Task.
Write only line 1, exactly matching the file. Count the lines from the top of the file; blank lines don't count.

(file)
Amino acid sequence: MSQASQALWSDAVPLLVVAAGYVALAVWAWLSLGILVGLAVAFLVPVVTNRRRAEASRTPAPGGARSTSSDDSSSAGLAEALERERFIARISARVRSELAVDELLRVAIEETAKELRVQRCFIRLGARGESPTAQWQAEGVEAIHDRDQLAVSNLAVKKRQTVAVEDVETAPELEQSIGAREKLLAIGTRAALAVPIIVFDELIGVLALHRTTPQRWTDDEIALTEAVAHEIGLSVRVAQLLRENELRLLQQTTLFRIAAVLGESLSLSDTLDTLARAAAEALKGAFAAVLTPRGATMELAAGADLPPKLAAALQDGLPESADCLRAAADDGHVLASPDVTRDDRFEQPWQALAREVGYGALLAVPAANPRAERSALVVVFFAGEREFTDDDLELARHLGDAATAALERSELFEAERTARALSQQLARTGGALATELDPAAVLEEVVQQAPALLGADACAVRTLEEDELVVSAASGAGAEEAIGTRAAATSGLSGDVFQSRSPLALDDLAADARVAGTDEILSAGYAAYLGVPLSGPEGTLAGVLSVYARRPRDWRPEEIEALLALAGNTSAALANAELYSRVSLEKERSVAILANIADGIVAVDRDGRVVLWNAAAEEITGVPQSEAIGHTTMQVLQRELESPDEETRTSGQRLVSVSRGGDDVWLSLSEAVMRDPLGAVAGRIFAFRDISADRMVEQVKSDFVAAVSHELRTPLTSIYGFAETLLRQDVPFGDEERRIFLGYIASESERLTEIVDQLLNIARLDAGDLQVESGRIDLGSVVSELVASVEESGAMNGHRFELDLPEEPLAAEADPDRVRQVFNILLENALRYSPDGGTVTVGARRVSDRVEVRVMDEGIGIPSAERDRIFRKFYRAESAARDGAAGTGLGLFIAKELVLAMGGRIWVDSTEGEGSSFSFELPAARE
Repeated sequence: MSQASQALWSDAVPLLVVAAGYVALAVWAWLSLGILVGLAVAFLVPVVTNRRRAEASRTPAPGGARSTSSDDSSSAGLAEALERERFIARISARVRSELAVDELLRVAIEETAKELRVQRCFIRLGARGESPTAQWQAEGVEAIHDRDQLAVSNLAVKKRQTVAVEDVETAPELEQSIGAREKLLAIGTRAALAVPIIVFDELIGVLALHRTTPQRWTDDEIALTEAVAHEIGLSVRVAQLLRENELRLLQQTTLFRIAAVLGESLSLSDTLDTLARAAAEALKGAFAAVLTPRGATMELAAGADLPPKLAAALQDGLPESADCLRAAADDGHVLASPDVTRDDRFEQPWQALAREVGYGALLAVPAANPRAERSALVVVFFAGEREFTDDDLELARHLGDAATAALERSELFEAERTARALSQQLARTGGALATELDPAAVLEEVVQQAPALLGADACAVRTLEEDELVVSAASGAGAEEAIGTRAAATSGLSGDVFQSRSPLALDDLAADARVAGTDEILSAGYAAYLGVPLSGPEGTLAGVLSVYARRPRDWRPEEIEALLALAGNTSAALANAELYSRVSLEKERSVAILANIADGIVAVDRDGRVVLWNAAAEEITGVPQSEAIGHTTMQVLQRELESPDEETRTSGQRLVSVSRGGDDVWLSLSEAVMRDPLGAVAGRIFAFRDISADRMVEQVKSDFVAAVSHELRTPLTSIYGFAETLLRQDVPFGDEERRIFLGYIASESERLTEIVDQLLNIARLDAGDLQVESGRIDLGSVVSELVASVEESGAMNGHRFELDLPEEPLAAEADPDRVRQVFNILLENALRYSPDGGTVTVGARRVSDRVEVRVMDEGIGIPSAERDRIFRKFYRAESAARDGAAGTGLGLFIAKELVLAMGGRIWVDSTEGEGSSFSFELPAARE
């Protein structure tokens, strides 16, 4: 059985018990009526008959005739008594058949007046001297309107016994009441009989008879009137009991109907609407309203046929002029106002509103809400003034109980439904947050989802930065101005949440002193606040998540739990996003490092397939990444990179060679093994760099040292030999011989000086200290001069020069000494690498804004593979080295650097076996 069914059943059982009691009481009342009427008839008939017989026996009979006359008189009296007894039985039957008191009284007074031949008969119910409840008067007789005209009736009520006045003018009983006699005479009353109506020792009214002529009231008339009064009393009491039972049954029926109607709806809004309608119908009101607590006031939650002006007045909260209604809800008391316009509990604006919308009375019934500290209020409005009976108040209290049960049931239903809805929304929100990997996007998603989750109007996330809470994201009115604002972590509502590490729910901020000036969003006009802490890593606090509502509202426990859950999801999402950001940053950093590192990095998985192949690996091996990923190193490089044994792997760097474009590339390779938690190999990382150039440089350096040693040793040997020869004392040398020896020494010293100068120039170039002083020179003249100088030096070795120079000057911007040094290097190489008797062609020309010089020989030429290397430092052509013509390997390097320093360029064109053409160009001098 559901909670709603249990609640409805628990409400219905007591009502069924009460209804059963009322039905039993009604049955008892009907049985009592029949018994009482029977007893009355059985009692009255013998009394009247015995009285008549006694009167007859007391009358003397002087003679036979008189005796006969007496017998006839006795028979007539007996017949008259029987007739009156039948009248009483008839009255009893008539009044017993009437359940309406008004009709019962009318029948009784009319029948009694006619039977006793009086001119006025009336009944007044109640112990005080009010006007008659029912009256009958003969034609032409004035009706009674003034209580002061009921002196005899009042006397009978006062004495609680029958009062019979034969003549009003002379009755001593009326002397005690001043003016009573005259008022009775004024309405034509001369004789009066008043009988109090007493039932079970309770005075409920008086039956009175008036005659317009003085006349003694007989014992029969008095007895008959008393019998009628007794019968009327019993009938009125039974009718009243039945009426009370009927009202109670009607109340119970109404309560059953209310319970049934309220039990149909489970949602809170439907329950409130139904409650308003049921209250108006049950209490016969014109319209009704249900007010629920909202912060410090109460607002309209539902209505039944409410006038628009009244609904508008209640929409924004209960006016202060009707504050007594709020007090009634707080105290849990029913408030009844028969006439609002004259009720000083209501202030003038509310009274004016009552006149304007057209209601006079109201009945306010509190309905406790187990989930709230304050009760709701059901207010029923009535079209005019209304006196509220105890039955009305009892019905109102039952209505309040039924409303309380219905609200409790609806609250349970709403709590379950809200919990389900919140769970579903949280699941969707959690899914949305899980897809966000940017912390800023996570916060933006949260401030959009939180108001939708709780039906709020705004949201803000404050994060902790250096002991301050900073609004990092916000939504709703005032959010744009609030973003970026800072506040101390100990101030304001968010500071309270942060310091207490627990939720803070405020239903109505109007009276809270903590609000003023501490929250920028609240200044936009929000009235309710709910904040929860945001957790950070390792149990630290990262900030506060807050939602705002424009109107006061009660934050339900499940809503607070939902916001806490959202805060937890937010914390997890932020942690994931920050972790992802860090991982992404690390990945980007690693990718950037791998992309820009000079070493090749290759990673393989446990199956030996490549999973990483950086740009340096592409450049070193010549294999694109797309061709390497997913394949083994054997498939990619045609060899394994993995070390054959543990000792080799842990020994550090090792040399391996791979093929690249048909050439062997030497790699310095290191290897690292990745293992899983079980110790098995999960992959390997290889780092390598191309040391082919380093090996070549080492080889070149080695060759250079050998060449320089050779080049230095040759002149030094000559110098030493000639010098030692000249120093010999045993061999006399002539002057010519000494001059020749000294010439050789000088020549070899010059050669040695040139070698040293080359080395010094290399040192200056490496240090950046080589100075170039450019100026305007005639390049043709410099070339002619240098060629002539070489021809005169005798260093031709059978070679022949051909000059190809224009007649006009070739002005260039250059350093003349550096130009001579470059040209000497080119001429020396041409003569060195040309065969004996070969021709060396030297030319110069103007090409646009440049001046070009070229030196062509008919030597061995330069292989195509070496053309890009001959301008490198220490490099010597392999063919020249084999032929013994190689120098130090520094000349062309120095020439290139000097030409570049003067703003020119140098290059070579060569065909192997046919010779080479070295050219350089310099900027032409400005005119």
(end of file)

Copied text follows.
Amino acid sequence: MSQASQALWSDAVPLLVVAAGYVALAVWAWLSLGILVGLAVAFLVPVVTNRRRAEASRTPAPGGARSTSSDDSSSAGLAEALERERFIARISARVRSELAVDELLRVAIEETAKELRVQRCFIRLGARGESPTAQWQAEGVEAIHDRDQLAVSNLAVKKRQTVAVEDVETAPELEQSIGAREKLLAIGTRAALAVPIIVFDELIGVLALHRTTPQRWTDDEIALTEAVAHEIGLSVRVAQLLRENELRLLQQTTLFRIAAVLGESLSLSDTLDTLARAAAEALKGAFAAVLTPRGATMELAAGADLPPKLAAALQDGLPESADCLRAAADDGHVLASPDVTRDDRFEQPWQALAREVGYGALLAVPAANPRAERSALVVVFFAGEREFTDDDLELARHLGDAATAALERSELFEAERTARALSQQLARTGGALATELDPAAVLEEVVQQAPALLGADACAVRTLEEDELVVSAASGAGAEEAIGTRAAATSGLSGDVFQSRSPLALDDLAADARVAGTDEILSAGYAAYLGVPLSGPEGTLAGVLSVYARRPRDWRPEEIEALLALAGNTSAALANAELYSRVSLEKERSVAILANIADGIVAVDRDGRVVLWNAAAEEITGVPQSEAIGHTTMQVLQRELESPDEETRTSGQRLVSVSRGGDDVWLSLSEAVMRDPLGAVAGRIFAFRDISADRMVEQVKSDFVAAVSHELRTPLTSIYGFAETLLRQDVPFGDEERRIFLGYIASESERLTEIVDQLLNIARLDAGDLQVESGRIDLGSVVSELVASVEESGAMNGHRFELDLPEEPLAAEADPDRVRQVFNILLENALRYSPDGGTVTVGARRVSDRVEVRVMDEGIGIPSAERDRIFRKFYRAESAARDGAAGTGLGLFIAKELVLAMGGRIWVDSTEGEGSSFSFELPAARE